Abstract: Campus agriculture projects are increasingly being recognized as spaces impactful to student engagement and learning through curricular and co-curricular programming; however, most campus farm activities are limited to agriculture or sustainability programs and/or co-curricular student clubs. Thus, campus farms are largely underutilized in the undergraduate curriculum, marking a need to explore the efficacy and impact of engaging a diverse array of disciplinary courses in the rich social, environmental, and civic context of local sustainable agriculture. The Farm Hub program presented here incentivizes instructors to refocus a portion of existing course content around the topic of local, sustainable agriculture, and reduces barriers to using a campus farm as a situated learning context for curricula. A pedagogical framework founded in place-based experiential learning (PBEL) theory was developed to guide instructors in the development and implementation of 4–6-week inquiry-based PBEL modules embedded in existing courses. The framework was converted into a research protocol to quantify program implementation fidelity and PBEL best practice adherence for the proposed lesson plans (intended) and their implementation (applied). The framework enables the development of a cohesive cross-curricular program so that the impact of implementation fidelity and best practice adherence to student learning outcomes in scientific literacy, place attachment and meaning, and civic mindedness can be assessed and the results utilized to develop a formal farm-situated PBEL pedagogical taxonomy. This framework can be applied to PBEL curriculum in natural spaces beyond campus farms.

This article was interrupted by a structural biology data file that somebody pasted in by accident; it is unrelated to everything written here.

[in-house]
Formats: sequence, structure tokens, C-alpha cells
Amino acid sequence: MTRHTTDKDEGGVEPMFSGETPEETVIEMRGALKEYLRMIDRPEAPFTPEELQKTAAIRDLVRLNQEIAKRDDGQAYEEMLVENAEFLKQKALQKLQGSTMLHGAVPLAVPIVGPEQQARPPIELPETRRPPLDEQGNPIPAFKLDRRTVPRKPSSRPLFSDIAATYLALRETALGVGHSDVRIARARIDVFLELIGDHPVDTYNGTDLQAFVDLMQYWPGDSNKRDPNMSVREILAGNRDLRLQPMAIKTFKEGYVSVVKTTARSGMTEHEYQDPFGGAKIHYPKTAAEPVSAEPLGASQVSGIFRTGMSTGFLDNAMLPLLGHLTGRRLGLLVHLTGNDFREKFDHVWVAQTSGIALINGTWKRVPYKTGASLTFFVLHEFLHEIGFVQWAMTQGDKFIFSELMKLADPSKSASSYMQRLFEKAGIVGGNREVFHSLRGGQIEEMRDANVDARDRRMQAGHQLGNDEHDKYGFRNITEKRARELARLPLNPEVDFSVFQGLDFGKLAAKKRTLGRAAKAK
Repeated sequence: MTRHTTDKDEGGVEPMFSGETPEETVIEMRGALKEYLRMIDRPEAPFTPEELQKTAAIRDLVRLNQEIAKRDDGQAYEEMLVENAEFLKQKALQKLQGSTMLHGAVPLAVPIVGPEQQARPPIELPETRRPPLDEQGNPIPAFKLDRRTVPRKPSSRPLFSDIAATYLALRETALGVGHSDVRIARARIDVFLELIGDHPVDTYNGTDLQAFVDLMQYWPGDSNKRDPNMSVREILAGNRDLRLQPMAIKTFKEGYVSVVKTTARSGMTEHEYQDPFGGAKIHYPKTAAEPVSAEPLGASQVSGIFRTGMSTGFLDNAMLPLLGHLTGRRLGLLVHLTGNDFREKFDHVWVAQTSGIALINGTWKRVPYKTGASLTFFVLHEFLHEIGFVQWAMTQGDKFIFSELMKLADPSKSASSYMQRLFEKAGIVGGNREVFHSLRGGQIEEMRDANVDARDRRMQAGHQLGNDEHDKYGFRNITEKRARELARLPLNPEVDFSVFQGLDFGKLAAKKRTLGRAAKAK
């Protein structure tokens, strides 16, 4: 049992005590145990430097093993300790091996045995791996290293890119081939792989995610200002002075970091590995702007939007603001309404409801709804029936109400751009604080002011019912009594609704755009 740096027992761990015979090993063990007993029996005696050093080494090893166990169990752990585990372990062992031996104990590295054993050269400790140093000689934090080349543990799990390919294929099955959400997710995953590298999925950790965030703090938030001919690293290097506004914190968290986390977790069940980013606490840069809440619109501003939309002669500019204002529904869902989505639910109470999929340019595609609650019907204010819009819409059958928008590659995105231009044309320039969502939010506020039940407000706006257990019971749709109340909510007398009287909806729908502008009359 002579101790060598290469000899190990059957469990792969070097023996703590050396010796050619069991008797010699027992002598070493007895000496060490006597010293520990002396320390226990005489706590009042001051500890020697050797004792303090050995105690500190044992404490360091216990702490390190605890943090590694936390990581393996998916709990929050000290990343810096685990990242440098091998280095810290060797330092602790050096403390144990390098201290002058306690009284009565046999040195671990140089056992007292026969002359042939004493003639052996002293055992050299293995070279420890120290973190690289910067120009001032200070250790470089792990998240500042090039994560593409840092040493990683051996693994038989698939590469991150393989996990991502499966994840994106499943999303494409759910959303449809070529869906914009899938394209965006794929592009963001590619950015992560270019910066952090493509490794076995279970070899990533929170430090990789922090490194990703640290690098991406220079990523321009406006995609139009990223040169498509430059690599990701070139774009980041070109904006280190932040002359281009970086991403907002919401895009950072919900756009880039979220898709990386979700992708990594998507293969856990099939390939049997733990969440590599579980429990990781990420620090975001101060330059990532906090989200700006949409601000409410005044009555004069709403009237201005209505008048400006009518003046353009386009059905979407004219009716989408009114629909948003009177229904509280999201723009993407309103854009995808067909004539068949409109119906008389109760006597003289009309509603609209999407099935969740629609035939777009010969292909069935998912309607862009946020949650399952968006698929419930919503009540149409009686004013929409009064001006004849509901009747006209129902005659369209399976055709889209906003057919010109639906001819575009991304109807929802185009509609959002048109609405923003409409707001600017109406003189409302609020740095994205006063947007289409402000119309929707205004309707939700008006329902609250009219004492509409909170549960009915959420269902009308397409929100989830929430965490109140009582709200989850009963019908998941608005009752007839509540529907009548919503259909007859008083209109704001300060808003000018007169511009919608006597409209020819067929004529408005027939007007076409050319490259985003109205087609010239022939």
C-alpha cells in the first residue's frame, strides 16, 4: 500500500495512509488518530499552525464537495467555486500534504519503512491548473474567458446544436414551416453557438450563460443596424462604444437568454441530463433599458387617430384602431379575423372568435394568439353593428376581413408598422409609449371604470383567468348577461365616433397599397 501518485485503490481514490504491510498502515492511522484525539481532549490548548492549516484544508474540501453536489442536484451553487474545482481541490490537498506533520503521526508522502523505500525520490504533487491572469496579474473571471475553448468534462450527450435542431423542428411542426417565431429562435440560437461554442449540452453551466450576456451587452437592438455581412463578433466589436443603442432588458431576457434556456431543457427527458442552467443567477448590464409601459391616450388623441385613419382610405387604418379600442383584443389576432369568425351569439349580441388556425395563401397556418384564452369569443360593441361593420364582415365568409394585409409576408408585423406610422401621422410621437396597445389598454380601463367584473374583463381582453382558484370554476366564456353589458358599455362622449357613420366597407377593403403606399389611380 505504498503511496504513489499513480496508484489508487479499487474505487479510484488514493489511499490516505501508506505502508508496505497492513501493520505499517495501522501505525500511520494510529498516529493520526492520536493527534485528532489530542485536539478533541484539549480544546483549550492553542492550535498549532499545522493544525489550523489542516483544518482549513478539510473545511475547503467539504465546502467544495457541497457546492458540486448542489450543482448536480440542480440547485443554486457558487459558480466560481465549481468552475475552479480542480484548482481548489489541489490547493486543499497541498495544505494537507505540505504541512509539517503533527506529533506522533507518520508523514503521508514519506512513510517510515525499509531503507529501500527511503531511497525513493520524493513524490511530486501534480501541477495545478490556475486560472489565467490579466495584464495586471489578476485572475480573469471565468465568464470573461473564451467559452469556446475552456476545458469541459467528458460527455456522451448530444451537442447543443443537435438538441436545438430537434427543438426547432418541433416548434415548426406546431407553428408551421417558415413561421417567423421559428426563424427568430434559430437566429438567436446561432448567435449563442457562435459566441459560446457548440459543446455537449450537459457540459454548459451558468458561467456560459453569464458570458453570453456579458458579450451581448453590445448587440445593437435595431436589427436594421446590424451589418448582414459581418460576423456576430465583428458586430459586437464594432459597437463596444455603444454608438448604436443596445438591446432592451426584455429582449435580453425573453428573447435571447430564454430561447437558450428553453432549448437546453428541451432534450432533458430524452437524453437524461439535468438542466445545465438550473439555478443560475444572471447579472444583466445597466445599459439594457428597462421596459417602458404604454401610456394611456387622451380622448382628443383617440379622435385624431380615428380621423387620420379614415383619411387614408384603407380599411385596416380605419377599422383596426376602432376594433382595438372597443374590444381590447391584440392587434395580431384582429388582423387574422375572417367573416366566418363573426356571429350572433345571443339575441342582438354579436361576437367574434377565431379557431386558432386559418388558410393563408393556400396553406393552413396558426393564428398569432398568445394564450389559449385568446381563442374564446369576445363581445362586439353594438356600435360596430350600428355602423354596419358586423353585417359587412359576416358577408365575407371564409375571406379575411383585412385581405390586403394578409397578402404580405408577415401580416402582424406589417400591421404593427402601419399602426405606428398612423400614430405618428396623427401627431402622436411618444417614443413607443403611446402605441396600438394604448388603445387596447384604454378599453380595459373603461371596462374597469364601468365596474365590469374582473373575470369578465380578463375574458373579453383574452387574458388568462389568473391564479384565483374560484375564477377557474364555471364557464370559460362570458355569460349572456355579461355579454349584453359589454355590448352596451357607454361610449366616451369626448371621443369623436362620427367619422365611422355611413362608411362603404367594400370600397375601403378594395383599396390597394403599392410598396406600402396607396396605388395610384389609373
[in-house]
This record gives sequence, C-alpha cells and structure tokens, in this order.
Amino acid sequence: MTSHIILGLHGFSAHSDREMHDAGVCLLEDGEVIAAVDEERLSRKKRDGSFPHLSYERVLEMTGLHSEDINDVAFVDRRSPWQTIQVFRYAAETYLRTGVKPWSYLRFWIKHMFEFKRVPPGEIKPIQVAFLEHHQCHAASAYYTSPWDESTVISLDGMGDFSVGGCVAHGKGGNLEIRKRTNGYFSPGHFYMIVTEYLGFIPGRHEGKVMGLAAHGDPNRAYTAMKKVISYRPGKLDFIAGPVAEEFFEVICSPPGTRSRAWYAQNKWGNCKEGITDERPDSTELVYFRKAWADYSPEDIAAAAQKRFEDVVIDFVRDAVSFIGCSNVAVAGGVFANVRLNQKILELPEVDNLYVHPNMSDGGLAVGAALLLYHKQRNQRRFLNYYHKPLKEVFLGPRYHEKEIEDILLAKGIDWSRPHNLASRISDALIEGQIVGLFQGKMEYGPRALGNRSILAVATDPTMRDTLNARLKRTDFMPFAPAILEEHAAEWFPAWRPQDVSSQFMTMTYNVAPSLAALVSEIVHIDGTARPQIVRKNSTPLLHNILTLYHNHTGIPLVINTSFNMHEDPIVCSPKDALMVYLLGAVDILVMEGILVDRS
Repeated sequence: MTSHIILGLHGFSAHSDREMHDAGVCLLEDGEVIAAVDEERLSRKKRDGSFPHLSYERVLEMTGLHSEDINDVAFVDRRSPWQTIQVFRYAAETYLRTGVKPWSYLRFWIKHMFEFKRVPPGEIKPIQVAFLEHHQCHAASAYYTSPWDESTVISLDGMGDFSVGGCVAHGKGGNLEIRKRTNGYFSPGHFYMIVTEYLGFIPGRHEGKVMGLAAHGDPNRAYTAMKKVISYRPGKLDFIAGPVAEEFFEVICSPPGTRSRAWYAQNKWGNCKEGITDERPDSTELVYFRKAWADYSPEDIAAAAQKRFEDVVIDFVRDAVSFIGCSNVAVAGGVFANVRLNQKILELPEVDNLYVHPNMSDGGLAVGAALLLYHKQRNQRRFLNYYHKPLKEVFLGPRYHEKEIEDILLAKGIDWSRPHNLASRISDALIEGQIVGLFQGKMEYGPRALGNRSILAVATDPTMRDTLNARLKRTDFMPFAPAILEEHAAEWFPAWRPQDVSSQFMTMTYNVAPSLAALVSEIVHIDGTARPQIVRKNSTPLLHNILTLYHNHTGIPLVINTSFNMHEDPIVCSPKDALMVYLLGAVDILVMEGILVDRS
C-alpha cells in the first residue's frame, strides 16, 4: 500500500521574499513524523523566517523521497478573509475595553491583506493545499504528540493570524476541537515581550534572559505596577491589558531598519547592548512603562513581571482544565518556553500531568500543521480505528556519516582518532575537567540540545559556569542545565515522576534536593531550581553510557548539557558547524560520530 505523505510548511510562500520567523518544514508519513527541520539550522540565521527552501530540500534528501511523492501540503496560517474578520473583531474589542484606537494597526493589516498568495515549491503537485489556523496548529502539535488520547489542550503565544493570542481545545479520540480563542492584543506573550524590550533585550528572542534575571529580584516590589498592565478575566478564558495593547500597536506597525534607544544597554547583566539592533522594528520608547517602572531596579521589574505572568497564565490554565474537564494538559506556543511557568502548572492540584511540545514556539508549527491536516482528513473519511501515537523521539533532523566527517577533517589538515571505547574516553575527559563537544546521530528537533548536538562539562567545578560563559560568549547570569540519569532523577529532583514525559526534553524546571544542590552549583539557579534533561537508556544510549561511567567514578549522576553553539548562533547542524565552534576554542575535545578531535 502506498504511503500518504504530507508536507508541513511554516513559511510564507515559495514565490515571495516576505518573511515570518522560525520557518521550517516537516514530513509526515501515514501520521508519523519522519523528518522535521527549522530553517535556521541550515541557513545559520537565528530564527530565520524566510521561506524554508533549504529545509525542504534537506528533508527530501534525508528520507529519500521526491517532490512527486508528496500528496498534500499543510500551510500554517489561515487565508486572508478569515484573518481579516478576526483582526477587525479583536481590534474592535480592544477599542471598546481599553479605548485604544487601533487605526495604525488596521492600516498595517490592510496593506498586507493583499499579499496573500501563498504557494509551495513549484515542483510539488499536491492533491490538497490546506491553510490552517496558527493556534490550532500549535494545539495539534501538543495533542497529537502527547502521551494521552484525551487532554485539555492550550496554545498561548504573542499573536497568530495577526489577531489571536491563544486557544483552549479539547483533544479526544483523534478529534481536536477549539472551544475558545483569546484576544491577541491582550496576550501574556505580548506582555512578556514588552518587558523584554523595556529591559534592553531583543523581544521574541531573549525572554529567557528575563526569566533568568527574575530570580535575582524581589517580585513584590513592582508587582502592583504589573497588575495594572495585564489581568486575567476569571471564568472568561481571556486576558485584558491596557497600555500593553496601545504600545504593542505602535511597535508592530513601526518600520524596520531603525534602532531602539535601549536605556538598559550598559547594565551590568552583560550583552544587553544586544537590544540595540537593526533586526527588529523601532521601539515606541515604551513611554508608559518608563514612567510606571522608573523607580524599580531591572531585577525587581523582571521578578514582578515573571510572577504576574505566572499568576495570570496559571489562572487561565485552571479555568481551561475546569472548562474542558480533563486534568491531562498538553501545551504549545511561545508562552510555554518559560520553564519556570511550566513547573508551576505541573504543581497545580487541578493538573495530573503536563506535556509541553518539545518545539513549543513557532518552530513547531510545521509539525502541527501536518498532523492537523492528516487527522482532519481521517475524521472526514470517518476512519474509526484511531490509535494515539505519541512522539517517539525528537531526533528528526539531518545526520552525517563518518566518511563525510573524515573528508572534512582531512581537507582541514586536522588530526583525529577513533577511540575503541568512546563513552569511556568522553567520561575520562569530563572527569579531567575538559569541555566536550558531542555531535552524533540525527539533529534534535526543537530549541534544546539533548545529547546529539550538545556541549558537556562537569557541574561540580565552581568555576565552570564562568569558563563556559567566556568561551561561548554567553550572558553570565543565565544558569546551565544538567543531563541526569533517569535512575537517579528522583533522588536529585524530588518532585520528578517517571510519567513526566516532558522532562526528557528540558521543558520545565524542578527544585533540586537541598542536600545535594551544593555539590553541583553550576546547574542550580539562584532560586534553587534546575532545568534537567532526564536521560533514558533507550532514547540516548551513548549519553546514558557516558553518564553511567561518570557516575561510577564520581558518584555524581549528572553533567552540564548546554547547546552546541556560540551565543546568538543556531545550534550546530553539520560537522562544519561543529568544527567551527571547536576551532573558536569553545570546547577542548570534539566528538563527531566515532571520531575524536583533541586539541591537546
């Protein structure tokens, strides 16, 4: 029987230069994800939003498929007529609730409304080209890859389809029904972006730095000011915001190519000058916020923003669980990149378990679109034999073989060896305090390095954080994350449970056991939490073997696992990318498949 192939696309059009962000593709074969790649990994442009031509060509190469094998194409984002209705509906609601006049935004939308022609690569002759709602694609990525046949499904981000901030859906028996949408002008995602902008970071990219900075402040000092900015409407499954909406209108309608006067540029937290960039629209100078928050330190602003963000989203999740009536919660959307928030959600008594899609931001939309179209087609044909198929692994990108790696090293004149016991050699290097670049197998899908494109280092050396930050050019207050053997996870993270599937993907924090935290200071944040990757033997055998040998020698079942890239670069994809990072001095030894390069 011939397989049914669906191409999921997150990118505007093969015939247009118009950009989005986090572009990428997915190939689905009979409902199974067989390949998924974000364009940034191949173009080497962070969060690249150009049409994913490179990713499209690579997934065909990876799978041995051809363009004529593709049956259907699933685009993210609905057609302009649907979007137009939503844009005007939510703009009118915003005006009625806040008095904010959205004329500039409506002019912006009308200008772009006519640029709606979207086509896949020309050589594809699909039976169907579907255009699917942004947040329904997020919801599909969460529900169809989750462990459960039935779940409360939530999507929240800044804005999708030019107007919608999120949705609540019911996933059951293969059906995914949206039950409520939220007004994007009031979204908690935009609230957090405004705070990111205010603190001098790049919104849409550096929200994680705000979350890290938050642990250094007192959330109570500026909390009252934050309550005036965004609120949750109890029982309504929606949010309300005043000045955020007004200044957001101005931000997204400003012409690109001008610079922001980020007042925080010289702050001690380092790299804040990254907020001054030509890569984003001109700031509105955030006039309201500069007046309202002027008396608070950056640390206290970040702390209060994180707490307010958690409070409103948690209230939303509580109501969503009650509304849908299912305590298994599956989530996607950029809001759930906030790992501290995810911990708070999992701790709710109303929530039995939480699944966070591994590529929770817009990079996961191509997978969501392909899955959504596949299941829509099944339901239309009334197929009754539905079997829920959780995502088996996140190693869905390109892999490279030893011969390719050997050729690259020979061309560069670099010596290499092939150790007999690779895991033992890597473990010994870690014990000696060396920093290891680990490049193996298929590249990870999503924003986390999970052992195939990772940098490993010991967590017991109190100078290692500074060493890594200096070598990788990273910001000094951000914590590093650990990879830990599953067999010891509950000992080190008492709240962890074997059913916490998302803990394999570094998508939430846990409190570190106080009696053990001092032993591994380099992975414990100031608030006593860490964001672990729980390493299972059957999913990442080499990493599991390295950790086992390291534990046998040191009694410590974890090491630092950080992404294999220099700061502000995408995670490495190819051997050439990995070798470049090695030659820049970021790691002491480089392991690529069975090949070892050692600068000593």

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Interacting Pedagogies: A Review and Framework for Sustainability Education

By Jason Papenfuss, Eileen Merritt, David Manuel-Navarrete, Scott Cloutier and Bonnie Eckard

Abstract: Although the Decade of Education for Sustainable Development (2005–2014) was a period of rapid pedagogical revitalization and innovation, much sustainability education today is still delivered using transmissive and instrumental pedagogies common across higher education. Now that the field has integrated many of the insights from the decade, students and facilitators should continue innovating along themes consistent with the goals of sustainability: transformation and emancipation. Yet, more clarity is needed about pedagogical approaches that will transform and emancipate students, allowing them to become innovators that change existing structures and systems. This paper presents a framework combining four interacting (i.e., complementary) pedagogies (transmissive, transformative, instrumental, and emancipatory) in sustainability education, helping to reify pedagogical concepts, rebel against outdated curricula, and orient facilitators/learners on their journey toward transformative and emancipatory learning. The authors begin by reviewing the evolution of sustainability education and transformative learning theory prior to introducing the framework. The paper concludes with a vision of sustainability education that incorporates contemplative pedagogies as essential methods in a field in need of cultivating hope, resilience, and emergence.